“Lamanites and the Church,” Ensign, July 1971, 11
Special Lamanite Section
Lamanites and the Church
An early snow covered the sugar beet fields around Richfield, Utah, in the late fall of 1947. Almost all of the Indians who worked the fields had left the valley. Among the few who remained to dig sugar beets from the frozen ground was a sixteen-year-old girl named Helen. She was still there not because she was anxious about digging beets, but because she wanted to secure an education that was not available to her if she returned home.
Helen asked a Richfield family for permission to pitch a tent in their backyard so she might remain in the town and attend school. This request came just after the family had attended a stake conference in which Golden Buchanan spoke on the condition of the Indian people.
The meshing of these two events resulted in a request for advice from Elder Spencer W. Kimball of the Council of the Twelve, his visit to Richfield, and the subsequent acceptance of Helen into the Buchanan home.
Nine Indian youngsters were taken into Latter-day Saint homes the next fall. It was an informal beginning that has grown into the Indian Student Placement program, touching the lives of more than five thousand Lamanite students during the past school year. And it could further be identified as a new awakening on the part of members of the Church to the Lamanite and his prophetic destiny.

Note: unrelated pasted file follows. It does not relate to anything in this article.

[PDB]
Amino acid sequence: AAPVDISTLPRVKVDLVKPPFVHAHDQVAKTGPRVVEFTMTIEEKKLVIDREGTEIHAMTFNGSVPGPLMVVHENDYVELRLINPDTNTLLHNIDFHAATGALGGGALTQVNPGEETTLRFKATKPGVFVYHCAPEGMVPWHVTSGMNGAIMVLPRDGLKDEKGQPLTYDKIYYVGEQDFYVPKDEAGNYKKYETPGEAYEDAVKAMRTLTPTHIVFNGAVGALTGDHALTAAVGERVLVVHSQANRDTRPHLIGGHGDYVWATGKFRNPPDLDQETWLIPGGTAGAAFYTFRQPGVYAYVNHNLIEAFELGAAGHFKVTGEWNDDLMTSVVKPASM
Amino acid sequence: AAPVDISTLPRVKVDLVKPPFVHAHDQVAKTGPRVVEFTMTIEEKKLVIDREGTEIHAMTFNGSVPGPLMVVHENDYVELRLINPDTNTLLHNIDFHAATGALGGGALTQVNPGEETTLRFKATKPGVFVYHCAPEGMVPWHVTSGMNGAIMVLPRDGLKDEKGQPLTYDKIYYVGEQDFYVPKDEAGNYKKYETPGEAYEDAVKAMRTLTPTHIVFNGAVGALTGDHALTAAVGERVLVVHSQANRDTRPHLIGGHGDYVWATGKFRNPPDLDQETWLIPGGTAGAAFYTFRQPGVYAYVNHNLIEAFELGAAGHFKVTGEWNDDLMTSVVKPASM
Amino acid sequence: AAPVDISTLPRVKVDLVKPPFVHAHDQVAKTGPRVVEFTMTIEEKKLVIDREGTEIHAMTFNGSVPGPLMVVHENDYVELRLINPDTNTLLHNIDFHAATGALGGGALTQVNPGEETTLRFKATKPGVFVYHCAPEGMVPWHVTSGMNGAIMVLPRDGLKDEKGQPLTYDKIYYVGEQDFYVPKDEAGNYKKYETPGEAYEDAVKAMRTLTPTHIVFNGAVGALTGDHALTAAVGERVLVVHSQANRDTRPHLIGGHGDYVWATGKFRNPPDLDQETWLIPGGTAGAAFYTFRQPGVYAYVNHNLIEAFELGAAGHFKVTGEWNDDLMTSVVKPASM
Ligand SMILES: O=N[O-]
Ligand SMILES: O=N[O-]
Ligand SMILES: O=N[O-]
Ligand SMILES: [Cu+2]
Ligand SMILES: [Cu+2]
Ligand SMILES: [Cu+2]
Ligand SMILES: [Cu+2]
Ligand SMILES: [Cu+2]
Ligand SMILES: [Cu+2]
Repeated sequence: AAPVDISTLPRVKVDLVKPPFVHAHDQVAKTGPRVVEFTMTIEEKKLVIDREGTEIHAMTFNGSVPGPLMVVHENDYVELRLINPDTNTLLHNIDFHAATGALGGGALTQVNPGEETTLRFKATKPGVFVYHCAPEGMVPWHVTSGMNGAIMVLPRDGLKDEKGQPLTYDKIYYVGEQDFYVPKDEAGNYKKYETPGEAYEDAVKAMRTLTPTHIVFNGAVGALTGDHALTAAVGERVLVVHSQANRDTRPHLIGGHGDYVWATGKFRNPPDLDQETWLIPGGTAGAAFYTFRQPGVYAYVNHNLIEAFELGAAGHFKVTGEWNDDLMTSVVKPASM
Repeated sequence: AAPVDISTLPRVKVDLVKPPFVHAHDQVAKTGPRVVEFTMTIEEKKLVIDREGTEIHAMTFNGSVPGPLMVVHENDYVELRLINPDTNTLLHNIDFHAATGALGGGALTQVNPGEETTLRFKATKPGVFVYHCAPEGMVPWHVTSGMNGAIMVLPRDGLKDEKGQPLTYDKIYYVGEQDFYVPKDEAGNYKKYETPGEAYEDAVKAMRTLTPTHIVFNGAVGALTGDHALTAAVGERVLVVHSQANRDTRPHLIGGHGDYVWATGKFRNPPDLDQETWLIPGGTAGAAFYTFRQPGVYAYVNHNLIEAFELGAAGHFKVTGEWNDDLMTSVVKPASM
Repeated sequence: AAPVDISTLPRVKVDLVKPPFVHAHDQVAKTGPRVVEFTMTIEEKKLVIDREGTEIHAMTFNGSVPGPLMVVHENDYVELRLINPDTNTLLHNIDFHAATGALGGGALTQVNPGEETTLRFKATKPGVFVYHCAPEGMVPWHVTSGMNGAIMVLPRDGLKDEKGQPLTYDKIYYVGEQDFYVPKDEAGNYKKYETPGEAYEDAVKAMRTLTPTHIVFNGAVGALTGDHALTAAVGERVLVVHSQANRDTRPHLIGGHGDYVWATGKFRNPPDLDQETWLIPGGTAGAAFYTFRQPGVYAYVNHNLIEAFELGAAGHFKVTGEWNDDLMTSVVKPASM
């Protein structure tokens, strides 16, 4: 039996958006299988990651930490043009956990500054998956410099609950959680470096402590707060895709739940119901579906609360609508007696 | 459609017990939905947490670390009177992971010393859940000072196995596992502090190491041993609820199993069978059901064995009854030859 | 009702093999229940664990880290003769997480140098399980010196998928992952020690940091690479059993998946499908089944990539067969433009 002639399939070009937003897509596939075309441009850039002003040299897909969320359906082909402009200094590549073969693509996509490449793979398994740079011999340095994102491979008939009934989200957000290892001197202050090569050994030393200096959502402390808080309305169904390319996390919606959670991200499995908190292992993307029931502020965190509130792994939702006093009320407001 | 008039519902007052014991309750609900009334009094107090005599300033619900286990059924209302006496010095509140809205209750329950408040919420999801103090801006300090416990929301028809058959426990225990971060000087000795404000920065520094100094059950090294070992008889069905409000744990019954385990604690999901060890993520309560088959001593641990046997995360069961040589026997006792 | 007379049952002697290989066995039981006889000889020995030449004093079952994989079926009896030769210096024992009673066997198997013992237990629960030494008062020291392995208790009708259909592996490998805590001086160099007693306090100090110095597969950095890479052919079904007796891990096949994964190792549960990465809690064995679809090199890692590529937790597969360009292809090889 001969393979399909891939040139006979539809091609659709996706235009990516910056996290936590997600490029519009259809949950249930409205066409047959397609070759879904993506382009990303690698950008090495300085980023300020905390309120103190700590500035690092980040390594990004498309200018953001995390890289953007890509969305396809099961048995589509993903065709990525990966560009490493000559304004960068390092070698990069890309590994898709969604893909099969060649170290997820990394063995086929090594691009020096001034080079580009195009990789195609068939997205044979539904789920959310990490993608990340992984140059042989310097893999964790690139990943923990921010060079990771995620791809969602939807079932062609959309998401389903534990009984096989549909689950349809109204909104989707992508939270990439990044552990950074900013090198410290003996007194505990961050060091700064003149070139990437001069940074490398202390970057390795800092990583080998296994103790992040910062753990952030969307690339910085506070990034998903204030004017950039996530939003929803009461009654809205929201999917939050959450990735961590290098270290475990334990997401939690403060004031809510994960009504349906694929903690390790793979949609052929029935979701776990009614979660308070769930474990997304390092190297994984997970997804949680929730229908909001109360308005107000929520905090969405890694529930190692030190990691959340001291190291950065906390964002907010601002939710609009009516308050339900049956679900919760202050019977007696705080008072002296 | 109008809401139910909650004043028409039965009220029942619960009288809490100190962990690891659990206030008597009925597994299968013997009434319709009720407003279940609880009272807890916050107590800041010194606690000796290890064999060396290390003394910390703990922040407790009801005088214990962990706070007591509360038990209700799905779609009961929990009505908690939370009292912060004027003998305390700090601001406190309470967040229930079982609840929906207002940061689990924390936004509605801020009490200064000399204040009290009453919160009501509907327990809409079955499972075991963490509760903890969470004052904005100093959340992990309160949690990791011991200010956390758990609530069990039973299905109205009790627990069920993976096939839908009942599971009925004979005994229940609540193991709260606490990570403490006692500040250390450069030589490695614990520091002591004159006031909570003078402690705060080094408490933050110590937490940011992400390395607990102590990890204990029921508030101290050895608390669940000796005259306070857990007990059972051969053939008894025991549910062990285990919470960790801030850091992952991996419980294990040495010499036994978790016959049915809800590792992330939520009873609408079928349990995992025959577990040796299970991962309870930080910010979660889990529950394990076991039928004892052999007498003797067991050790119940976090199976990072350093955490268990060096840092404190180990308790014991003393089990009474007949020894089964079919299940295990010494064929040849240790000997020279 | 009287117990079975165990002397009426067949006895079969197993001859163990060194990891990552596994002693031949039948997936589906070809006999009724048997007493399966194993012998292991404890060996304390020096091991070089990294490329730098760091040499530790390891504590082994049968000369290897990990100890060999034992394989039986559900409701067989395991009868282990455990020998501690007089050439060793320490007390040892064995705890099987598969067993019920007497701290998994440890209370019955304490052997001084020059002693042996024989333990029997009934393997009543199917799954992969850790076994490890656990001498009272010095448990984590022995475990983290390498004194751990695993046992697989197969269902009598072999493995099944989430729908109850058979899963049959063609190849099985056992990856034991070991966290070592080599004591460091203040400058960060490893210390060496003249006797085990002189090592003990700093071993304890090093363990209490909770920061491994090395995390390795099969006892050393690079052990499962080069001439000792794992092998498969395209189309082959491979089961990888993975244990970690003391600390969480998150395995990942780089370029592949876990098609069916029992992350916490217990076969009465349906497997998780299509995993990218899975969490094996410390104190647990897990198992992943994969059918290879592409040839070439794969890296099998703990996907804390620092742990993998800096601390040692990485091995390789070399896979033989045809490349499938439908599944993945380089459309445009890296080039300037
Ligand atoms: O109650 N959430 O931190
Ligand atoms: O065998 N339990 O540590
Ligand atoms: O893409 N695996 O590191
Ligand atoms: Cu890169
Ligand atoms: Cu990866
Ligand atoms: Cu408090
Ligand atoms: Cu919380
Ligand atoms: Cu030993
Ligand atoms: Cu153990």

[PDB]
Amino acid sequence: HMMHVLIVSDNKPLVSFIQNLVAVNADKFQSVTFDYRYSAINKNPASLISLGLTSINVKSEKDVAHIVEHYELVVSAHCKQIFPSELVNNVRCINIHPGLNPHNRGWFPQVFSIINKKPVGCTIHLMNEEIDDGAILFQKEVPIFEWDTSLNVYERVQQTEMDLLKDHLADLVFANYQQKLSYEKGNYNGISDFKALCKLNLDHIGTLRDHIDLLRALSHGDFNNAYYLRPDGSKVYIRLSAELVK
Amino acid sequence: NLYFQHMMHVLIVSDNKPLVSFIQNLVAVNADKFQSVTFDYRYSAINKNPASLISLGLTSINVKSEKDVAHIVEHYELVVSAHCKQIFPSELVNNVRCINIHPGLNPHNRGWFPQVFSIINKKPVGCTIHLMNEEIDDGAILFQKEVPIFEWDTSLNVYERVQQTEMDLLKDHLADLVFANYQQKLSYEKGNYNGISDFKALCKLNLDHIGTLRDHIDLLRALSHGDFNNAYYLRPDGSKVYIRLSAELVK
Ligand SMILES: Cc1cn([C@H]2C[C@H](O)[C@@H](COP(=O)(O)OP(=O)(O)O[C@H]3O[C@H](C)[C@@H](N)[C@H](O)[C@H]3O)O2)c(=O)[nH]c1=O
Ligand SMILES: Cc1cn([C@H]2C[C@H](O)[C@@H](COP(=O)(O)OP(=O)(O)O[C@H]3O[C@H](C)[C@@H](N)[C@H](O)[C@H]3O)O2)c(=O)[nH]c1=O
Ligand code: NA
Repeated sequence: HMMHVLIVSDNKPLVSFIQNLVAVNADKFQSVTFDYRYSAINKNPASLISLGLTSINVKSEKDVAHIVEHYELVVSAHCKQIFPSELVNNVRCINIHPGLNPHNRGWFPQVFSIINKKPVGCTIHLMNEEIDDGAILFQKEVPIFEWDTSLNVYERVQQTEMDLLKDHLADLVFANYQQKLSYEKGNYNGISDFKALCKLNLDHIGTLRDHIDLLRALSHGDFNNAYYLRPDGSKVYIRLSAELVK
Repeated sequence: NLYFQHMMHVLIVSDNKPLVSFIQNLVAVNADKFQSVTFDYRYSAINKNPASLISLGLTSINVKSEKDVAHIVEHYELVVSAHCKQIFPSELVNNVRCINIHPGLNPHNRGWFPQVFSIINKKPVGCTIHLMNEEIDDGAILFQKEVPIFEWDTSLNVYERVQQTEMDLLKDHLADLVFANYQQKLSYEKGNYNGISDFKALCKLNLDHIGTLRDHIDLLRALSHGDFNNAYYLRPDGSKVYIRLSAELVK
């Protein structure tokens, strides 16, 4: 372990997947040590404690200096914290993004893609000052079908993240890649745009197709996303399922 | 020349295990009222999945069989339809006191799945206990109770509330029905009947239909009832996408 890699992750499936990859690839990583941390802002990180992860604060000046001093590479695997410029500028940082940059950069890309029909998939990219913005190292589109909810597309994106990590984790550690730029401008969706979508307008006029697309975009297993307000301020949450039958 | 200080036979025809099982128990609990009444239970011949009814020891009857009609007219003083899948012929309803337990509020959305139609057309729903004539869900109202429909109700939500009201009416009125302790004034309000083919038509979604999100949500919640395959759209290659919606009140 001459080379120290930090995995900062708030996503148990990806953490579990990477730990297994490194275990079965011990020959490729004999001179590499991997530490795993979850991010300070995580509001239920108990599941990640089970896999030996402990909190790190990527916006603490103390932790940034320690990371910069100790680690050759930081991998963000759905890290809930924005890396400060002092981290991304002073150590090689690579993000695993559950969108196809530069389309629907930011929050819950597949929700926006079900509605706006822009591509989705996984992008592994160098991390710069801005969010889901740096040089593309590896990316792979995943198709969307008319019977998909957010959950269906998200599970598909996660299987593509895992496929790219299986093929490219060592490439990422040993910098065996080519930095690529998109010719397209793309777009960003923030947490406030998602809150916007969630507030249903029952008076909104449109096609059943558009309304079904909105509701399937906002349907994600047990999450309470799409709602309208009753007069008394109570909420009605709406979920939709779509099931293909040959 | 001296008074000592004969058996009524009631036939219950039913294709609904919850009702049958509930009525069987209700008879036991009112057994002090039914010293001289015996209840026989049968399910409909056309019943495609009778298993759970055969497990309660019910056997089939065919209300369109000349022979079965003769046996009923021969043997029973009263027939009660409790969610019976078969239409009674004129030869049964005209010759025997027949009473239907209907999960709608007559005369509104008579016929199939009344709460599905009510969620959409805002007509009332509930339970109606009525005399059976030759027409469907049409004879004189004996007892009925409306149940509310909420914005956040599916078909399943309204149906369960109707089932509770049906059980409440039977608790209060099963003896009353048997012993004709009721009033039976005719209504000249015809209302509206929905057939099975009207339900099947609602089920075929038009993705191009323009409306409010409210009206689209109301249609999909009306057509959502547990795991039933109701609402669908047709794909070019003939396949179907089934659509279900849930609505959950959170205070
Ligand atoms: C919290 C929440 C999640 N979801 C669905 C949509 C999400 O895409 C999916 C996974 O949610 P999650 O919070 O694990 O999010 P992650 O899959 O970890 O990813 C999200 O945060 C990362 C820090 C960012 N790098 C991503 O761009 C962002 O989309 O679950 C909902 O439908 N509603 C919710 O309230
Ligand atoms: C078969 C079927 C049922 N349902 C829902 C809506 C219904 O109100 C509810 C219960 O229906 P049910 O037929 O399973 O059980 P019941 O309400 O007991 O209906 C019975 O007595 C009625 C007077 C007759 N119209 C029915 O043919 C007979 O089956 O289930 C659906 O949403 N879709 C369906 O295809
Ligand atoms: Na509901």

The Church of Jesus Christ of Latter-day Saints is unique in its theological and philosophical understanding of the peoples in the Americas known as Indians and of the inhabitants of the Pacific islands. These people are a remnant of the House of Jacob and descendants of Lehi, an Israelite who left Jerusalem and came to the Americas around 600 B.C. Found in the Book of Mormon, a record of revelations received by these ancient peoples, are great promises for the Lamanites.
These prophetic promises prompted Joseph Smith, who translated and published the Book of Mormon in 1830, to carry the gospel to the Lamanites in the very early days of the Church’s existence. And from that day until this the gospel has been preached to those who are identified as Lamanites.
From the early proselyting activities started by Joseph Smith, from the enlightened social approach taken by Brigham Young as the Saints settled Utah, and from the reaching out of an Indian girl in Richfield has grown a broad group of programs in support of the Indian, theologically as well as temporally.
Today, as never before, the Church is carrying the gospel to the Lamanites, providing secular and religious training, and attempting to be a catalyst for the economic emergence of this great people.
Overall direction for Church programs of special interest to the Lamanites rests with Elder Marion G. Romney of the Council of the Twelve, chairman of the Church Social Services Department. Elder Marvin J. Ashton, Assistant to the Council of the Twelve, is managing director of the Social Services Department. Within that department Stewart A. Durrant serves as coordinator of Lamanite and other cultures.
At the heart of the Church’s programs, however, are the stakes and missions where the proselyting, teaching, and fellowshiping take place. All other things are peripheral to the actual practice of the gospel.
In addition to the basic Church program, the Lamanites are served by the general auxiliaries, the Lamanite seminary program, the Lamanite student placement program, the Brigham Young University Lamanite education program, Church College of Hawaii, and Church schools in the Pacific islands and Latin America. There are also several special institutes and research programs at BYU and Church College of Hawaii.